Every couple months or so, it seems that the whole “journalism is dead! People only want sensationalized gossip and entertainment” story gets trotted out, both online and in traditional. Maybe it’s a good filler for a slow news week, or the writer had just plain gotten sick of seeing Paris Hilton’s or Lindsay Lohan’s faces everywhere.
However, despite the massive proliferation of tabloid news, there is plenty more “serious journalism” happening too. For instance, the situation in Burma, Iranian President Mahmoud Ahmadinejad’s stateside vist, and of course the events in Iraq are all recent leading stories. Still, though, there seems to be consistent fear of a widespread journalistic attempt to the throw in the heavyweight news towel against the onslaught of celebrity fluff, according to William Powers at the National Journal. This is not a new fear:
“Writing in the Los Angeles Times in 1995, under the headline “The Simpson Legacy,” the late David Shaw rued what O.J. seemed to have done to the news business: “When the tabloids clasped the Simpson story to their heaving journalistic bosoms, the mainstream media suddenly found themselves panting alongside.” “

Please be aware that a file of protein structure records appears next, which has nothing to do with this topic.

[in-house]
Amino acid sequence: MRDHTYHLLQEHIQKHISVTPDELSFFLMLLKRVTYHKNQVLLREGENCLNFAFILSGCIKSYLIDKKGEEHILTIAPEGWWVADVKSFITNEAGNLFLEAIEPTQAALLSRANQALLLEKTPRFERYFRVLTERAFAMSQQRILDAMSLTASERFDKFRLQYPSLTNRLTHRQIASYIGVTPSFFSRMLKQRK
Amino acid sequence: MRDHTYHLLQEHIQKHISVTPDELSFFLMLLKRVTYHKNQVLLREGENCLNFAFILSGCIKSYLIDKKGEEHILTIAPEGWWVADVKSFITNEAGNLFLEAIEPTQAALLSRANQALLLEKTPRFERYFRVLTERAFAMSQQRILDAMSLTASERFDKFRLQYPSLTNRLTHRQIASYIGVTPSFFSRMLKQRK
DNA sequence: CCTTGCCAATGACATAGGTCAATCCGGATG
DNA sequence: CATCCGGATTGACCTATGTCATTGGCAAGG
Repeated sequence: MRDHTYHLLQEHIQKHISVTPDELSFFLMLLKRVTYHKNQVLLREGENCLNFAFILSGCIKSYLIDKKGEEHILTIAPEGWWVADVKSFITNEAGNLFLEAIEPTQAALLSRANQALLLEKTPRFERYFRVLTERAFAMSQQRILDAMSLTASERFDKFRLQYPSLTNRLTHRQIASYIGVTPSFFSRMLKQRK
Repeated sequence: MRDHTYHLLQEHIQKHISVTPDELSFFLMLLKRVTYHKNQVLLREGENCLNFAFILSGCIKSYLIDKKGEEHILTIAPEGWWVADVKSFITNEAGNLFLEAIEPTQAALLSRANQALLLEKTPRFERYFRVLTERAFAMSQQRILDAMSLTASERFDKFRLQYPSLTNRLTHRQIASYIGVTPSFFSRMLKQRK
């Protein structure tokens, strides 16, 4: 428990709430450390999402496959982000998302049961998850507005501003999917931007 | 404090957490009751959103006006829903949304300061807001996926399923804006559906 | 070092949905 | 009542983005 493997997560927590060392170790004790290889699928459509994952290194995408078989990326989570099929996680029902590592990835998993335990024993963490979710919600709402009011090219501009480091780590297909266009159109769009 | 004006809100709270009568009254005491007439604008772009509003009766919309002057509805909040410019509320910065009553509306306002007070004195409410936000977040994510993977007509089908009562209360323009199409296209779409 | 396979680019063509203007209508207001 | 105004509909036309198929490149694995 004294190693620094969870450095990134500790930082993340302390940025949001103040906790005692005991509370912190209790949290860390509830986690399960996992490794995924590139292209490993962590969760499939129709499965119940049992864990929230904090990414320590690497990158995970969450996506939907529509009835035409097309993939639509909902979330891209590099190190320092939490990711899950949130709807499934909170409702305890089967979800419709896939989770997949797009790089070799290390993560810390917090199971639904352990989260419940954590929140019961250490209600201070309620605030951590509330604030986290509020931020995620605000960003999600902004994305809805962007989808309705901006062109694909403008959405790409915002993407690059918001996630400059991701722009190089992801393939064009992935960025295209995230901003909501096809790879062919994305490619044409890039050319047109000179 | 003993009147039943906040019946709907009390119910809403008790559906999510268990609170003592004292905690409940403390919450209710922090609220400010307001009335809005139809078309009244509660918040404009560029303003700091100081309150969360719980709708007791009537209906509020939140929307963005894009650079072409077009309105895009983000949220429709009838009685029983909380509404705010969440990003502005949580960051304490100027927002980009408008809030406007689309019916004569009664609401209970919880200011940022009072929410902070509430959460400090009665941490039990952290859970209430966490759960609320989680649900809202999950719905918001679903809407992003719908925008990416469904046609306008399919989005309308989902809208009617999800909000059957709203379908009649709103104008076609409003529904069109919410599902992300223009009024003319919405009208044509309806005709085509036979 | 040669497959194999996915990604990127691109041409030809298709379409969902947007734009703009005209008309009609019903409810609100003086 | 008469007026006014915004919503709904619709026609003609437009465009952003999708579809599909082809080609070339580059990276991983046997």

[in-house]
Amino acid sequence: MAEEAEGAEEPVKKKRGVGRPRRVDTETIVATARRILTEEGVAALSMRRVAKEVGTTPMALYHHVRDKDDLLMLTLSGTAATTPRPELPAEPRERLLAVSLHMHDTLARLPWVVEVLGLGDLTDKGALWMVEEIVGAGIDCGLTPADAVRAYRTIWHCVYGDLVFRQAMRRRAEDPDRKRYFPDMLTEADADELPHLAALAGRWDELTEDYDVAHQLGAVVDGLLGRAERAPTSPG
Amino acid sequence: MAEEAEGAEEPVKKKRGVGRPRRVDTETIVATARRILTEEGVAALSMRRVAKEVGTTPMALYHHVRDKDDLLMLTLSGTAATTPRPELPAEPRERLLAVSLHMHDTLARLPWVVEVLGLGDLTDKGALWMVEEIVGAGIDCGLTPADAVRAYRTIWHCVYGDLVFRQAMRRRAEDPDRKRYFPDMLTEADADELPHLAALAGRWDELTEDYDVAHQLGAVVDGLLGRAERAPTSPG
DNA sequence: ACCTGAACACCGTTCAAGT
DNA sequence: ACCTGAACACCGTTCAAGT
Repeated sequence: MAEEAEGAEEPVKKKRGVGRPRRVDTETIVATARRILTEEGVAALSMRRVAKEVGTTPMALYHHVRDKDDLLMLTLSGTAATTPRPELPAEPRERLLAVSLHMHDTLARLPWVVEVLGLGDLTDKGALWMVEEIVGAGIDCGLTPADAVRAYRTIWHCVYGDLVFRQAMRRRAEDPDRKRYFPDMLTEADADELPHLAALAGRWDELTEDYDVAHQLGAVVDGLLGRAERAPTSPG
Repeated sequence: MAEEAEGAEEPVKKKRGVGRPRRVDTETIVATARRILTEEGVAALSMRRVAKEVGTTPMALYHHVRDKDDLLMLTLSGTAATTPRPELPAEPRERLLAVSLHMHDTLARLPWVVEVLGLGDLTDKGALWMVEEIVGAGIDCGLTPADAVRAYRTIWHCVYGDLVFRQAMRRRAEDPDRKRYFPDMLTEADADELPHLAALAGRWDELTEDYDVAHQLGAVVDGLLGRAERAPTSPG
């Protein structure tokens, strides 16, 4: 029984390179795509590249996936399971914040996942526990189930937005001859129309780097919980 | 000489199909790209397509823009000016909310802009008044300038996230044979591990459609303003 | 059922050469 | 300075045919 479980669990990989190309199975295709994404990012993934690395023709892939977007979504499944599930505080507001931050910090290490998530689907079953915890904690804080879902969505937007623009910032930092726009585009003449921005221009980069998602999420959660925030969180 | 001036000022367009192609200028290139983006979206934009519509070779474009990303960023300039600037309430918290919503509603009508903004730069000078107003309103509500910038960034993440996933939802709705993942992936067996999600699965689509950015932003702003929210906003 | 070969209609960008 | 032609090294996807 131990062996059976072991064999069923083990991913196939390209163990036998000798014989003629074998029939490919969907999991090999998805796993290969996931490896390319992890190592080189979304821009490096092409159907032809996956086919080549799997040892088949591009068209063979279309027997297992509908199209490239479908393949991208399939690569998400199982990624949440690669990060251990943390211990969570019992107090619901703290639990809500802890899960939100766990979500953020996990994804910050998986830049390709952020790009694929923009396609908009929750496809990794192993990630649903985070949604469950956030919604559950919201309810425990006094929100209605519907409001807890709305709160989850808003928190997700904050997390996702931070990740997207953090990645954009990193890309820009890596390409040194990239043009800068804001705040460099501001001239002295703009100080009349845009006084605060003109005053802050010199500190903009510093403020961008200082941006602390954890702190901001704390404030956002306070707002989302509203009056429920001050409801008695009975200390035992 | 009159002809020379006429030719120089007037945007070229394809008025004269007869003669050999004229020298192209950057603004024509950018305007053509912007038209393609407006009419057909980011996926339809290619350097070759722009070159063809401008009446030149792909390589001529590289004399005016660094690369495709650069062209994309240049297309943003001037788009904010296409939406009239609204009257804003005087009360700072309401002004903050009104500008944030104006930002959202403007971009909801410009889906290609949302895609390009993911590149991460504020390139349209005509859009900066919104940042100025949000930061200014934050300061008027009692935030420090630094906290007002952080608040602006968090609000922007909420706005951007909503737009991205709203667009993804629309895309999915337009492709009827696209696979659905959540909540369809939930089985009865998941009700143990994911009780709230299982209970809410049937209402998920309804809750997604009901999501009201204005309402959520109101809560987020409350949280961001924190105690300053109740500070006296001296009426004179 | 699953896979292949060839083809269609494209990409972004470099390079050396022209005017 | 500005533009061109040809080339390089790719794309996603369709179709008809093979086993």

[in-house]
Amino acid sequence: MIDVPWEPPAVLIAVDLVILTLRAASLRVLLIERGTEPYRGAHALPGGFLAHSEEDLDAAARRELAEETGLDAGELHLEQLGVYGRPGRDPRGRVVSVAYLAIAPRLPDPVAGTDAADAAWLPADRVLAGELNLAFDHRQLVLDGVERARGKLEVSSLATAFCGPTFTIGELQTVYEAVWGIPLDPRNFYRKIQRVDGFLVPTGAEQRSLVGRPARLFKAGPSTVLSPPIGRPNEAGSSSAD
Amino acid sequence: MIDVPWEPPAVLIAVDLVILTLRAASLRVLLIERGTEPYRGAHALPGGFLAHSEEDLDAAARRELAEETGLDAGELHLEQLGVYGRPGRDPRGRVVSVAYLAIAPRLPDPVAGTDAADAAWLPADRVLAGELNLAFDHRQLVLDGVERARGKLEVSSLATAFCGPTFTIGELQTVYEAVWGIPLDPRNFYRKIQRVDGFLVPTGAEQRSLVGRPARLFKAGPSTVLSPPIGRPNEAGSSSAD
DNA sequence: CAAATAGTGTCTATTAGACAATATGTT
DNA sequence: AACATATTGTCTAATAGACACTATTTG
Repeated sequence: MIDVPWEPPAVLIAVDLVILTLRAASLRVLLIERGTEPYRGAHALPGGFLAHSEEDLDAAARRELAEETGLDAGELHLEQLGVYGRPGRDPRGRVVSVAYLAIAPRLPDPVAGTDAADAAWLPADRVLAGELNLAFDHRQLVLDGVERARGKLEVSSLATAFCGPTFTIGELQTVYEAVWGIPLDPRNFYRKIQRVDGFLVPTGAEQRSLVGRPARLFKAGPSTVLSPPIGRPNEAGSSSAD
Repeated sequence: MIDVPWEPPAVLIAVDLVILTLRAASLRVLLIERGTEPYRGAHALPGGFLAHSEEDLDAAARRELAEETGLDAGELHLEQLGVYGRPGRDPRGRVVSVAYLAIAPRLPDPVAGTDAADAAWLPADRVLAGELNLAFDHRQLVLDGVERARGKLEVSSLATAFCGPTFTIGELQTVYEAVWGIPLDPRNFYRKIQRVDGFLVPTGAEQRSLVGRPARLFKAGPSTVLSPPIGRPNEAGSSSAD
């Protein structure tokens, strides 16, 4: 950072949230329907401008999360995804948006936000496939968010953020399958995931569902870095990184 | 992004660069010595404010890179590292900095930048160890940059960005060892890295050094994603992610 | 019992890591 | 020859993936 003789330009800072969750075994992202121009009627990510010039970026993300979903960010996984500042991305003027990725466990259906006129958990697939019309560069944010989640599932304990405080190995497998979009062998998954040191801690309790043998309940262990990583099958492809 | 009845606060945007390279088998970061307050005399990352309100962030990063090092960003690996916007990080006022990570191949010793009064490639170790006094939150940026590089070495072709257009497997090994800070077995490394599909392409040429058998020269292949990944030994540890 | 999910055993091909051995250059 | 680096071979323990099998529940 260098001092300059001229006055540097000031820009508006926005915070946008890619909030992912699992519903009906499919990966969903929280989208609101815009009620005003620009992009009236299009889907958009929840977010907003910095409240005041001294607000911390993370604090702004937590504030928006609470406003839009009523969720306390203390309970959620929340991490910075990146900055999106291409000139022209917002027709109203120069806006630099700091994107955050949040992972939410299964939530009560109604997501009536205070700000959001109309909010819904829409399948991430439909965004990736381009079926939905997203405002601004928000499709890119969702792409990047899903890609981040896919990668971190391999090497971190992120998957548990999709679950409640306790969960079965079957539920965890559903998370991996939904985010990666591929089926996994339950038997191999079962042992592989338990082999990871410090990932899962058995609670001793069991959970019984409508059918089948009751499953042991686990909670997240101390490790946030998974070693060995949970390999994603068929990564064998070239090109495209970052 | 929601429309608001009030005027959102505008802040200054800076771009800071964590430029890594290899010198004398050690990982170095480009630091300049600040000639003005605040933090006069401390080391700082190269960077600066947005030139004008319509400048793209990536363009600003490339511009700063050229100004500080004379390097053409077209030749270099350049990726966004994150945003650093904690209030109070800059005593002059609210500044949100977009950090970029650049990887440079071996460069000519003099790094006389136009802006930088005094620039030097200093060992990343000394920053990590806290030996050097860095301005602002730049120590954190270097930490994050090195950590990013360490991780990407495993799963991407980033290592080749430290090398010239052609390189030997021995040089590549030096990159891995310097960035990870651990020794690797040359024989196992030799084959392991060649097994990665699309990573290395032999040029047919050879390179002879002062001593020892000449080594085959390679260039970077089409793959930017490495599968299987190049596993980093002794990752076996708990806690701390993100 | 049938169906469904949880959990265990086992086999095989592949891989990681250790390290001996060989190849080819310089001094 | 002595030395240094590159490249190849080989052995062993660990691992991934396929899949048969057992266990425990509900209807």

But is it really that bad? William investigated the extent of celeb-fotainment himself. The morning after Britney lost custody of her sons (don’t you sort of hate that is considering breaking news?), he checked out a whole bunch of news sources. And with the exception of the tabloids (who are supposed to cover celeb dirt anyways), it wasn’t really that bad.
“One day this week, the morning after Britney Spears had lost custody of her children in court, I went through the newspapers to see who was playing up that story at the expense of serious news. Not The New York Times (page A20). Not The Washington Post (Style section). USA Today had a Britney teaser and photo on the front page in the left column, pointing to inside coverage, but its biggest headline was “Report on Blackwater: U.S. Did Little to Restrict Guards.”
In fact, he says, if you were away from the net, the only place to find out about Britney’s kids were the actual tabloids. Even on the web, international stories and election 2008 coverage outweighed the fluff on the big blogs and news sites. His conclusion? It’s all about where you look for your news.
“I asked Tom Rosenstiel, director of the Project for Excellence in Journalism, if it’s true that serious news is alive and well. He said it’s all about where you look: “The infotainment and tabloid culture still exists in 2007…. But the reality is, stories like Britney, Anna Nicole, and even to some extent O.J. are cable and morning news fascinations much more than the media overall.”
Yes, journalism is currently in a state of flux, but that doesn’t mean that it has died, or even is no longer relevant. The web might make things look different, and it has definitely altered our news delivery systems, but actual, non-fluffy and sensationalistic news still has an important place in the world, and in our lives.
Have an idea that might help keep the news real and not celeb-tastic? Know how to get people the information that they actually need and want to hear? Check out the Knight News Challenge and you could win funding for your ideas and projects.